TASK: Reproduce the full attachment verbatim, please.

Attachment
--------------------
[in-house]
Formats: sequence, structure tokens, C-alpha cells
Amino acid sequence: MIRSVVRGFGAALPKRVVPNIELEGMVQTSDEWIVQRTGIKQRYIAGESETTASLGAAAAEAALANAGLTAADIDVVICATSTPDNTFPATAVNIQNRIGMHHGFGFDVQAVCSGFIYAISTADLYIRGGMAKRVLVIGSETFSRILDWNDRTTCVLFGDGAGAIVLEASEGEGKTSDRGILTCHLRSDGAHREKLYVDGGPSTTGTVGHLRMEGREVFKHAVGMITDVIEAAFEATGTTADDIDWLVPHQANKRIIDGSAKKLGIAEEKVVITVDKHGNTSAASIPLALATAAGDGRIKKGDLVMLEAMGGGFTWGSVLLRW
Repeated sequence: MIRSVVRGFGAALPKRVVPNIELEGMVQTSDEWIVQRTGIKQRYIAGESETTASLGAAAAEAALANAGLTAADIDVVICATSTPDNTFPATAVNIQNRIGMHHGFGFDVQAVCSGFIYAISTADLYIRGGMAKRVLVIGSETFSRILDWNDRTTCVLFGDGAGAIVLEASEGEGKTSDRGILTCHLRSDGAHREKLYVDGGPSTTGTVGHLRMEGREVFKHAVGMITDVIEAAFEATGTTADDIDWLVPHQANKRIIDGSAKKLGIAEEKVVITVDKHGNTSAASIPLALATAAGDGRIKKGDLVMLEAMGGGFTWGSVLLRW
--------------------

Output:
[in-house]
Formats: sequence, structure tokens, C-alpha cells
Amino acid sequence: MIRSVVRGFGAALPKRVVPNIELEGMVQTSDEWIVQRTGIKQRYIAGESETTASLGAAAAEAALANAGLTAADIDVVICATSTPDNTFPATAVNIQNRIGMHHGFGFDVQAVCSGFIYAISTADLYIRGGMAKRVLVIGSETFSRILDWNDRTTCVLFGDGAGAIVLEASEGEGKTSDRGILTCHLRSDGAHREKLYVDGGPSTTGTVGHLRMEGREVFKHAVGMITDVIEAAFEATGTTADDIDWLVPHQANKRIIDGSAKKLGIAEEKVVITVDKHGNTSAASIPLALATAAGDGRIKKGDLVMLEAMGGGFTWGSVLLRW
Repeated sequence: MIRSVVRGFGAALPKRVVPNIELEGMVQTSDEWIVQRTGIKQRYIAGESETTASLGAAAAEAALANAGLTAADIDVVICATSTPDNTFPATAVNIQNRIGMHHGFGFDVQAVCSGFIYAISTADLYIRGGMAKRVLVIGSETFSRILDWNDRTTCVLFGDGAGAIVLEASEGEGKTSDRGILTCHLRSDGAHREKLYVDGGPSTTGTVGHLRMEGREVFKHAVGMITDVIEAAFEATGTTADDIDWLVPHQANKRIIDGSAKKLGIAEEKVVITVDKHGNTSAASIPLALATAAGDGRIKKGDLVMLEAMGGGFTWGSVLLRW